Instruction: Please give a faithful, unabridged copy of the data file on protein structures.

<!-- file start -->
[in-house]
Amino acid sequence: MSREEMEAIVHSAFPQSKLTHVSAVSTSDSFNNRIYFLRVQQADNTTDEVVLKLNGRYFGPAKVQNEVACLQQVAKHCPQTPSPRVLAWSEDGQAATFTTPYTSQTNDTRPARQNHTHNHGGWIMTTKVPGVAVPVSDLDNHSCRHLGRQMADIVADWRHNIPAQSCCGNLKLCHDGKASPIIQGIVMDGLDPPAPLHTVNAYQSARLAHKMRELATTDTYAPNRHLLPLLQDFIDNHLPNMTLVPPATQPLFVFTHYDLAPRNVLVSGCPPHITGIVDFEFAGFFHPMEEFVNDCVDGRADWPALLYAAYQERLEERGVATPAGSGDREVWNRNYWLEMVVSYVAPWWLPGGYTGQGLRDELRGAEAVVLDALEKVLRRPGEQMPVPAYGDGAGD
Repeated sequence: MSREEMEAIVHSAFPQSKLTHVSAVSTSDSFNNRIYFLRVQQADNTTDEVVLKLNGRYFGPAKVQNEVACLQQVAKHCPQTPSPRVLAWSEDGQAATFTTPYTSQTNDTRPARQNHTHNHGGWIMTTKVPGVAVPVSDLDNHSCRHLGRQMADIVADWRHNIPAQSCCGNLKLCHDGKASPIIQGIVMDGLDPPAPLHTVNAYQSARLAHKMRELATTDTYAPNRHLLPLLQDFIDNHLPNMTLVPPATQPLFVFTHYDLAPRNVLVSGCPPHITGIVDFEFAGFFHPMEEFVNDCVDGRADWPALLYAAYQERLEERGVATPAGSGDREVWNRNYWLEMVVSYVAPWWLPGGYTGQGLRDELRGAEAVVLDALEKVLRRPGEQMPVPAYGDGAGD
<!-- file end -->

[in-house]
Amino acid sequence: MSREEMEAIVHSAFPQSKLTHVSAVSTSDSFNNRIYFLRVQQADNTTDEVVLKLNGRYFGPAKVQNEVACLQQVAKHCPQTPSPRVLAWSEDGQAATFTTPYTSQTNDTRPARQNHTHNHGGWIMTTKVPGVAVPVSDLDNHSCRHLGRQMADIVADWRHNIPAQSCCGNLKLCHDGKASPIIQGIVMDGLDPPAPLHTVNAYQSARLAHKMRELATTDTYAPNRHLLPLLQDFIDNHLPNMTLVPPATQPLFVFTHYDLAPRNVLVSGCPPHITGIVDFEFAGFFHPMEEFVNDCVDGRADWPALLYAAYQERLEERGVATPAGSGDREVWNRNYWLEMVVSYVAPWWLPGGYTGQGLRDELRGAEAVVLDALEKVLRRPGEQMPVPAYGDGAGD
Repeated sequence: MSREEMEAIVHSAFPQSKLTHVSAVSTSDSFNNRIYFLRVQQADNTTDEVVLKLNGRYFGPAKVQNEVACLQQVAKHCPQTPSPRVLAWSEDGQAATFTTPYTSQTNDTRPARQNHTHNHGGWIMTTKVPGVAVPVSDLDNHSCRHLGRQMADIVADWRHNIPAQSCCGNLKLCHDGKASPIIQGIVMDGLDPPAPLHTVNAYQSARLAHKMRELATTDTYAPNRHLLPLLQDFIDNHLPNMTLVPPATQPLFVFTHYDLAPRNVLVSGCPPHITGIVDFEFAGFFHPMEEFVNDCVDGRADWPALLYAAYQERLEERGVATPAGSGDREVWNRNYWLEMVVSYVAPWWLPGGYTGQGLRDELRGAEAVVLDALEKVLRRPGEQMPVPAYGDGAGD